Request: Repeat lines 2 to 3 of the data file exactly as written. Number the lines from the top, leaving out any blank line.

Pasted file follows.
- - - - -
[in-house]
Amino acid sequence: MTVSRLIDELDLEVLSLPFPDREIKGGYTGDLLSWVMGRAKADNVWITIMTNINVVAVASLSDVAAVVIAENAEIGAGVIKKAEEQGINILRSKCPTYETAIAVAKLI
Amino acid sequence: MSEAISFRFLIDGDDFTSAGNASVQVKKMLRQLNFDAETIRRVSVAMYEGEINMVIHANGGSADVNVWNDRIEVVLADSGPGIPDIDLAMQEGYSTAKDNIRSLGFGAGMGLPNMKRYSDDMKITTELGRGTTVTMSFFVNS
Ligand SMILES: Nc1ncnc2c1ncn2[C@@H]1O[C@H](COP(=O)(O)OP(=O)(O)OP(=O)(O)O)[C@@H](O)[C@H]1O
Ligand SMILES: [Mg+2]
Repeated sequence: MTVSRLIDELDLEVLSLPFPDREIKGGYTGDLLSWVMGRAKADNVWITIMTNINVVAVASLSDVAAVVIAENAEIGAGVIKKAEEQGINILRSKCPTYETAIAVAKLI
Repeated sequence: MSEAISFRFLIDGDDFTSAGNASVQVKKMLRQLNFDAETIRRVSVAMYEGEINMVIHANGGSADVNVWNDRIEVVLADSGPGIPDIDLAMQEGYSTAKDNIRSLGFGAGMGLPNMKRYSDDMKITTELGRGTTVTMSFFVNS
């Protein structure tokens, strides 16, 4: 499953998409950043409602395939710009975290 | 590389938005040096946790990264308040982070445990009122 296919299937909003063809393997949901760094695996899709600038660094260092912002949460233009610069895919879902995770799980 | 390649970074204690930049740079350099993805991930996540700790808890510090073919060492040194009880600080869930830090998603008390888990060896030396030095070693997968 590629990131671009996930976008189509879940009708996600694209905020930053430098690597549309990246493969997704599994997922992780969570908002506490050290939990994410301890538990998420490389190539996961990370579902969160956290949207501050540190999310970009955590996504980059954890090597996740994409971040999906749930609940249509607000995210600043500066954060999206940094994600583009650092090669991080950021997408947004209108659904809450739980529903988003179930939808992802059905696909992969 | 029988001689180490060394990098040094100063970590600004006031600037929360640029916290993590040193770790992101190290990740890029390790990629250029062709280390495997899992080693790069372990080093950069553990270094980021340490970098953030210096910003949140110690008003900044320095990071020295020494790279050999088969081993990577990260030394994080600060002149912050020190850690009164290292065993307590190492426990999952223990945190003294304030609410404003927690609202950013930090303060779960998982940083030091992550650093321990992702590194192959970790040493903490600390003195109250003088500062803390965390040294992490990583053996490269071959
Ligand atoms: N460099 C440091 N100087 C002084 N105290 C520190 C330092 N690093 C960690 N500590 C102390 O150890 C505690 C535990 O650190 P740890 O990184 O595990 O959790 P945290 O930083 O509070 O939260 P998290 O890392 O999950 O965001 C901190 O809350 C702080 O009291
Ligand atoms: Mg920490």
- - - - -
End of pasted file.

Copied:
Amino acid sequence: MTVSRLIDELDLEVLSLPFPDREIKGGYTGDLLSWVMGRAKADNVWITIMTNINVVAVASLSDVAAVVIAENAEIGAGVIKKAEEQGINILRSKCPTYETAIAVAKLI
Amino acid sequence: MSEAISFRFLIDGDDFTSAGNASVQVKKMLRQLNFDAETIRRVSVAMYEGEINMVIHANGGSADVNVWNDRIEVVLADSGPGIPDIDLAMQEGYSTAKDNIRSLGFGAGMGLPNMKRYSDDMKITTELGRGTTVTMSFFVNS